Iliad… and its Modern-Day Derivatives


Auruba Raki


Greek mythology has been one of awe and amusement to readers and non-readers alike since Homer’s works over two thousand years ago. The legendary Trojan War was sketched so precisely by Homer in his epic, Iliad, that it’s not a surprise a lot of people are convinced it actually happened. What makes a delectable war movie like 300 (2006) realistic, but not Troy (2004), is the absence of mythical gods and goddesses. 300 is based on the Battle of Thermopylae, as King Leonidas holds off nearly 100,000 to 150, 000 Persians with a trivial three hundred men in his arsenal. There’s no goddess of warfare Athena taking the side of one army of mortals and tipping the balance precariously in their favor. There’s no divinity nor blasphemy for there are no such gods or goddesses. That is where Troy comes in with its setting in an earth looked over by spiritual entities from the heavens. Greek mythology ranges a broad spectrum, from the almighty Zeus and Olympians, the Titans, and all the way down to sea nymphs and Nereids and naiads whose charm is significantly feebler.

Homer (c. 750 BC) is oft-considered the greatest bard of all time, and his unparalleled status was well established by the time of Classical Athens. He is thought to have been the composer of the Iliad and Odyssey. (Note that he didn’t write either of those works, since poetry, including epics, was only recited and transmitted orally and began being written down much later). Historians still cannot say for sure if it was Homer who single-handedly composed the epics. Regardless of whether Homer was a “he”, “she”, or “they”, the panache and repute of the Iliad and Odyssey are not to be diminished in any manner. There were writers such as Hesiod and Ovid active around Homer’s time as well who also contributed to the historical Greek tales.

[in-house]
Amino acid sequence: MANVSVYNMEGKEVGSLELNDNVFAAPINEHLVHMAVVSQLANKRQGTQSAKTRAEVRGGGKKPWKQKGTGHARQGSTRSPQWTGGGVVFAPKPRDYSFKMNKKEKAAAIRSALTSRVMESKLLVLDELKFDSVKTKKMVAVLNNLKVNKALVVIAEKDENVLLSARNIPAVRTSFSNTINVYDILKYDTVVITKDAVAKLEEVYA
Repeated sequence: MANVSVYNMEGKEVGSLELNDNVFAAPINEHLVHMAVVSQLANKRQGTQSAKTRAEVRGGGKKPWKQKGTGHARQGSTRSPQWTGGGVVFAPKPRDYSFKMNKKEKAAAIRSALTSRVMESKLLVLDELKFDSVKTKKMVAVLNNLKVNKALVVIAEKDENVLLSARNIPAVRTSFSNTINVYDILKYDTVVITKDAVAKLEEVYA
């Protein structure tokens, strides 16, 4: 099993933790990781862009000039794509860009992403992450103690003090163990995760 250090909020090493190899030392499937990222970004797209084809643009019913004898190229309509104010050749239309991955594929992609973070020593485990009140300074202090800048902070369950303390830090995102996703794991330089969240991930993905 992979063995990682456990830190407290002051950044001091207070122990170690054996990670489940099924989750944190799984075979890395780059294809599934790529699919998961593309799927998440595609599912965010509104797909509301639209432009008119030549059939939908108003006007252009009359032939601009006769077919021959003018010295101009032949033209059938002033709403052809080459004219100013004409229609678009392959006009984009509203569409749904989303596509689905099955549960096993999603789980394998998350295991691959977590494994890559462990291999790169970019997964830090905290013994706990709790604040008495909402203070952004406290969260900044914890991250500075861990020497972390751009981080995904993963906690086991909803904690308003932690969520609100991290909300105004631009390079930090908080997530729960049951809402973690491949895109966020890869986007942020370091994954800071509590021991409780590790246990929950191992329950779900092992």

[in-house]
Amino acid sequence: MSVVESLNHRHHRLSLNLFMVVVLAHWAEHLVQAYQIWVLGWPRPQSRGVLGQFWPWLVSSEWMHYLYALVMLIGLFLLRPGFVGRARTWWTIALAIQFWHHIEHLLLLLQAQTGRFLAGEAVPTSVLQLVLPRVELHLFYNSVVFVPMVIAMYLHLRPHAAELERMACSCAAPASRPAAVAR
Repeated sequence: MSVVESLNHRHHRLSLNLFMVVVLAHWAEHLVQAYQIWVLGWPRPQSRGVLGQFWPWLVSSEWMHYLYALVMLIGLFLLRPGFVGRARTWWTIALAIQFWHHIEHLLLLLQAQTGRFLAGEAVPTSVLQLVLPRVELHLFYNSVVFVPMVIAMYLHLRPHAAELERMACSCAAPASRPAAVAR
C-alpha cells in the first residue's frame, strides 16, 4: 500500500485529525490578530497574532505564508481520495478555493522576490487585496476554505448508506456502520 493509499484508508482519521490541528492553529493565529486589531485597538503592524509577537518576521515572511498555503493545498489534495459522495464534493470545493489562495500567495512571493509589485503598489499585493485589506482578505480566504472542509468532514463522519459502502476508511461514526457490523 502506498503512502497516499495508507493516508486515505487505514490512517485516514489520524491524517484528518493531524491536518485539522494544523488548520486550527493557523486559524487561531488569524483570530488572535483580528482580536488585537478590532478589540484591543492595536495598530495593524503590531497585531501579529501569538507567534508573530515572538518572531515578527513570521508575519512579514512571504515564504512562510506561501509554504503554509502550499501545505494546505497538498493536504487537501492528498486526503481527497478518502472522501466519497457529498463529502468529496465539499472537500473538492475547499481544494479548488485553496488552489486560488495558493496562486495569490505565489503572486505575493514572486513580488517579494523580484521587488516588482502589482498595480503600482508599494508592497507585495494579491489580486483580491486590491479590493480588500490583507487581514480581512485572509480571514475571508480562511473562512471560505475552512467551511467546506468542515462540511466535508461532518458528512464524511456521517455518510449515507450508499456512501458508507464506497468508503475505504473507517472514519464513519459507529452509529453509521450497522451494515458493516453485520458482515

As much as I’d like to go on a rant about Odysseus’s journey before, during and after the Trojan War as he experiences an extended adventurous voyage, as portrayed in the Odyssey which is in part a sequel to the Iliad, I’m afraid I must confine this article to only the former and its descendants, for the sake of War in Literature.

The Trojan War might be a mythical one, but it was just as breathtaking and audacious in its verve, clamor of the battlefield, and of course, the legacy of Achilles. The most famous version is of Achilles being invincible except for his heel, and achieving martyrdom as the arrow strikes him in the one part he’s vulnerable. However, in the earliest versions, Achilles is actually not invincible, just an extraordinarily gifted fighter, which is more credible. He only went on to slaughter Hector, the eldest son of the king of Troy, after Hector kills his beloved Patroclus. Once he is satisfied with avenging Patroclus’ death, Achilles allows Paris, the gracefully handsome son of Priam, and the whole reason of sparking the Trojan War by nabbing Helen, to let his arrow strike Achilles even though he could’ve saved himself.